The movement of air can be influenced by changes in temperature between adjoining regions, as well as between the ocean and nearby land areas. For example, the researchers discovered that when temperatures are higher in some regions of the tropical Atlantic and western Pacific as well as over Greenland, wind speeds have a tendency to decrease throughout a large portion of the Northern Hemisphere.
- As a direct result of human activity, average global temperatures are continuously climbing higher.
- This is called “climate change.” Temperatures in these locations, however, have a tendency to naturally cycle back and forth between warmer and colder periods, with the warmer periods often lasting for decades at a time.
This wider, longer-term warming trend, however, does not account for this phenomenon. The authors of the current study hypothesize that a change in the timing of particular naturally occurring climatic cycles may have been a contributing factor in the transition from slower to higher wind speeds.
- If what they say is accurate, the current acceleration might continue for another ten years or perhaps longer, until the next significant change takes place.
- This has the potential to be a game-changer for the wind power sector in the not too distant future.
- The authors hypothesize that the current trend would continue, which would result in an increase in the average amount of worldwide power output of up to 37% by the year 2024.
In addition to this, the study brings up several vital concerns with regards to the long-term planning of wind power. If natural climatic cycles are capable of causing such significant shifts in the average wind speed throughout the world, then the industry should prepare for the possibility of ups and downs.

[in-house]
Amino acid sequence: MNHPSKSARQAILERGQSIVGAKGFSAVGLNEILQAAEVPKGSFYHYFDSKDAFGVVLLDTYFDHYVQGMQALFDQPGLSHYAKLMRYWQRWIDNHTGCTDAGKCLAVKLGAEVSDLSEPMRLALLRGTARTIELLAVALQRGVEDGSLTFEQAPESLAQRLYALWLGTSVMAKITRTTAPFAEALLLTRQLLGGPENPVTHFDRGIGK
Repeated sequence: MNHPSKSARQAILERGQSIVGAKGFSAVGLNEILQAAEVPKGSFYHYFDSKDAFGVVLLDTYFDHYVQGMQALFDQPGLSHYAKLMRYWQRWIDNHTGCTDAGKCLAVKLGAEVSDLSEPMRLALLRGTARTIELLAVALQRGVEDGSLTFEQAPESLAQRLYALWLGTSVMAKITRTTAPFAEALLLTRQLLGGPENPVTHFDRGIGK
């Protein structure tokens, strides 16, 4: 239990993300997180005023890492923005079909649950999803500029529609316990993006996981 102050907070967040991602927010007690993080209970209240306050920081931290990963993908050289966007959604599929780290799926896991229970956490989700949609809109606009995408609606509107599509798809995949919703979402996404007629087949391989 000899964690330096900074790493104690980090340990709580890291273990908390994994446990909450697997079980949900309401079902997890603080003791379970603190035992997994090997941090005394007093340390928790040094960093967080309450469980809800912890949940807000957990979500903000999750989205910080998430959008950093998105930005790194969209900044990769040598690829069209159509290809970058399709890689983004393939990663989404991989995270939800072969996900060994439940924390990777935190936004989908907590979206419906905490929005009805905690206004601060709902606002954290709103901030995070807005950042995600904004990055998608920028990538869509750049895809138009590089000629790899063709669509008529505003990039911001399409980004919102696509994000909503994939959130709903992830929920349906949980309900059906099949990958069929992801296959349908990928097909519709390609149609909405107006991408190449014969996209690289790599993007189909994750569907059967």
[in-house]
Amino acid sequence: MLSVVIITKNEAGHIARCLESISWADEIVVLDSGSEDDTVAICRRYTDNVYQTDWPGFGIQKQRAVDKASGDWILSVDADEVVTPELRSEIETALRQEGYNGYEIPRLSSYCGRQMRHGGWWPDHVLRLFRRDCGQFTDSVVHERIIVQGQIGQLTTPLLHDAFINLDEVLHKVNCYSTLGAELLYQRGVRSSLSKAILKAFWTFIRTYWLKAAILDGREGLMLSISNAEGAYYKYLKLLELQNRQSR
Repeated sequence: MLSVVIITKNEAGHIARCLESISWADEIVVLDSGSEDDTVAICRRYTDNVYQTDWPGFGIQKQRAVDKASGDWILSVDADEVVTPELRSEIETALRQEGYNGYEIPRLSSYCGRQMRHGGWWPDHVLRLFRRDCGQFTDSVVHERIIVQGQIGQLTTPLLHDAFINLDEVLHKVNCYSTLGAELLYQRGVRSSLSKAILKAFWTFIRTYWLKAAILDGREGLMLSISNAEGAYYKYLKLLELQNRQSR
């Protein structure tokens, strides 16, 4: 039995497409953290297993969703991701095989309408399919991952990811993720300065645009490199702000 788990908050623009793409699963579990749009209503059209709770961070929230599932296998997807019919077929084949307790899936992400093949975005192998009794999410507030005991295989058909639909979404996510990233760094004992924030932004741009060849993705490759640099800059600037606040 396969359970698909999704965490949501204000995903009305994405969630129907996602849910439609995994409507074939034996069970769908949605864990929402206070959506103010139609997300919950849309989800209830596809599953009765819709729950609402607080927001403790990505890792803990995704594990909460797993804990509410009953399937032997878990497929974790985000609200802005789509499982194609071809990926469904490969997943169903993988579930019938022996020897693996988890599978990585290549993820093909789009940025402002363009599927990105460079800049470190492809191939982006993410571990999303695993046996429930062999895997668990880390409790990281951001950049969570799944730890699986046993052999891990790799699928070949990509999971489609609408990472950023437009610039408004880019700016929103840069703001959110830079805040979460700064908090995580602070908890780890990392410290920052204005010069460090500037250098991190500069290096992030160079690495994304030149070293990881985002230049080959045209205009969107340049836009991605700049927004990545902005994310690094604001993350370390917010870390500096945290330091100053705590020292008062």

- And if variations in temperature truly do have such a significant impact, there is also the question of how potential future climate change may play a role in the equation.
- Recent research has made connections between climate change and the behavior of the jet stream in the northern hemisphere, the westerly winds around Antarctica, and other air circulation patterns around the world.
While some theories are more controversial than others, these connections have been made despite the fact that some theories are more contentious than others. And other modeling studies have shown that ongoing warming might create significant shifts in the locations throughout the world that have the most potential for wind generation — specifically, decreases in the Northern Hemisphere and some possible increases in the global South.
- For the sake of long-term planning, including determining where to invest in new wind farms and what to expect from current ones, it is essential to identify the areas in which these changes could take place.
- If the findings of the current study are genuine, then it is important to take into consideration not just the natural climatic cycles but also the continuous influence of global warming.
This article is reprinted with permission from E&E News and was first published on Climatewire. Daily coverage of important energy and environmental news may be found at www.eenews.net, which is provided by E&E.
What is causing the strong winds?
The wind is about to blow! – We’ve now reached the point where the wind starts to blow. Gases tend to migrate from locations of high pressure to areas of low pressure. And the greater the difference in pressures, the quicker the air will migrate from the region of high pressure to the region of low pressure. The sensation of wind is caused by the rushing of the air.
What is the second windiest city in the United States?
2.13.6 miles per hour in Amarillo, Texas – Amarillo, located in Texas, is the city in the United States that has the second-highest average wind speed, clocking in at 13.6 miles per hour. iStock.com/RoschetzkyIstockPhoto It is hardly surprising that Amarillo, located in Texas, is regarded as the second-most windy city in the United States.